I was called in to see if I could solve this issue.  I had absolutely no familiarity with the system.  But in less than ten hours of time, I was able to find the issue and resolve it.  How I approached the situation can be summed up in five rules:

Number one: define the problem.  Ask questions, and capture the answers.  What is the exact undesired behavior?  When is the undesired behavior happening?  What seems to trigger it?  When did it start?  Were there any changes that happened recently?  Does the client have reproduction steps?

I gathered as much information as I could, but keep it high level.  I asked for architecture and system diagrams.  For the history of the application.  For access to all systems that could possibly be relevant (this will save you time in the future).  For locations of log files, source repositories, configuration files.  For database credentials and credentials for third party systems like CC processors.  It is important at this time to resist the temptation to dive in–at this point the job is to get a high level understanding so I can be efficient in the next steps.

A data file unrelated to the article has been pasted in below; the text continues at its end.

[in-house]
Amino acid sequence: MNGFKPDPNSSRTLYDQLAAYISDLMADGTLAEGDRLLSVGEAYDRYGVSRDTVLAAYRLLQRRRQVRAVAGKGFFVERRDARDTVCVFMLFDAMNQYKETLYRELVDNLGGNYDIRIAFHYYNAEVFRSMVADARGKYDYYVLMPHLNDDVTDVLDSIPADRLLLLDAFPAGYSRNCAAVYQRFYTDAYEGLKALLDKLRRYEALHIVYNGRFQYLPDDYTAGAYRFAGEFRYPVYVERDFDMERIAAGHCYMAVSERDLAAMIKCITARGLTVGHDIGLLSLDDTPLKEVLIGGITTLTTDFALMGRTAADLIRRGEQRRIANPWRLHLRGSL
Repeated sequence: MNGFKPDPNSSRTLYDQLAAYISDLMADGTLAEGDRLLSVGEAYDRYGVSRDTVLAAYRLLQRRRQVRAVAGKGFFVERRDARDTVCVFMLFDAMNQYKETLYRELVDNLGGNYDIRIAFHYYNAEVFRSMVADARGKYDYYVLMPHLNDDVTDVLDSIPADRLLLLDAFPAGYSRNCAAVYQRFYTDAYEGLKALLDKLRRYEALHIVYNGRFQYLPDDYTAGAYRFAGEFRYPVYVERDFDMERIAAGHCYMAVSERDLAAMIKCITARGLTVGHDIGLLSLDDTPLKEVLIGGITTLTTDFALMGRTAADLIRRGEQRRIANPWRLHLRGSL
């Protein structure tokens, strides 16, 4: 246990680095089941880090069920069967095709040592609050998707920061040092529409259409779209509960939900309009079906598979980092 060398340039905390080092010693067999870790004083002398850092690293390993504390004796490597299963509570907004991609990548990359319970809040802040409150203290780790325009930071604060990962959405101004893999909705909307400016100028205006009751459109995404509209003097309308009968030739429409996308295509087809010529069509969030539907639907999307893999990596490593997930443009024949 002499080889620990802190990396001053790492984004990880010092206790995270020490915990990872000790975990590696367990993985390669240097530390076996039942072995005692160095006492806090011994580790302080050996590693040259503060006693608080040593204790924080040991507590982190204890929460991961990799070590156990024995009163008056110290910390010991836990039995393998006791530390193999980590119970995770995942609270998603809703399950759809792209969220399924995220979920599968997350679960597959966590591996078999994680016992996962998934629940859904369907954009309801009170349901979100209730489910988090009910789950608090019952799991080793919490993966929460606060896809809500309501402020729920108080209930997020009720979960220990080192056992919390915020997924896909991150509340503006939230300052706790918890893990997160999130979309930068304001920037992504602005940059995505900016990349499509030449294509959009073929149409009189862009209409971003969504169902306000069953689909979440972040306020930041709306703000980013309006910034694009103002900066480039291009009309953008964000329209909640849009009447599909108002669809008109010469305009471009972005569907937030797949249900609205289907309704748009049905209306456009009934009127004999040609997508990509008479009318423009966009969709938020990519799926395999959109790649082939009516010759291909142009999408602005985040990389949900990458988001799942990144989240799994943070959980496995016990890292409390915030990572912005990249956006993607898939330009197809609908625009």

You will get speculation about what the solution is when you are asking about the problem.  Feel free to capture that, but don’t be influenced by it.

Number two–find the finish line.  After getting a clear definition of the problem, I looked in the orders database and find out if the double orders were showing up there.  They were, which was a clue as to which part of the system was malfunctioning, but more importantly let me see the effectiveness of any changes I was making.  It also lets the customer know the objective end goal, which can be important if this is a t&m project, and it let me know the end state to which I was headed–important for morale.  (BTW, don’t do fixed bids for this type of project–overruns will be unpleasant, and there will be overruns.)

I was able to write a SQL script to find double orders over a given time frame.  I ended up writing a script which emailed the results of this query to myself and the client nightly, as an easy way to track progress.  The results of this query were a quantifiable, objective measure of the problem.

Number three–start where you are familiar.  I could have dove in and looked at the codebase, but due to my problem definition, I knew that there had been no changes to the checkout portion of the code base for years.  I also was unfamiliar with the particular software that managed the ecommerce site and could have wasted a lot of time getting up to speed on the control flow.  Instead, once I had the SQL query, I could find users that had been double charged, and look at their sessions in the web server logs.  I’ve been looking at apache http logs for over a decade and was very familiar with this piece of the system.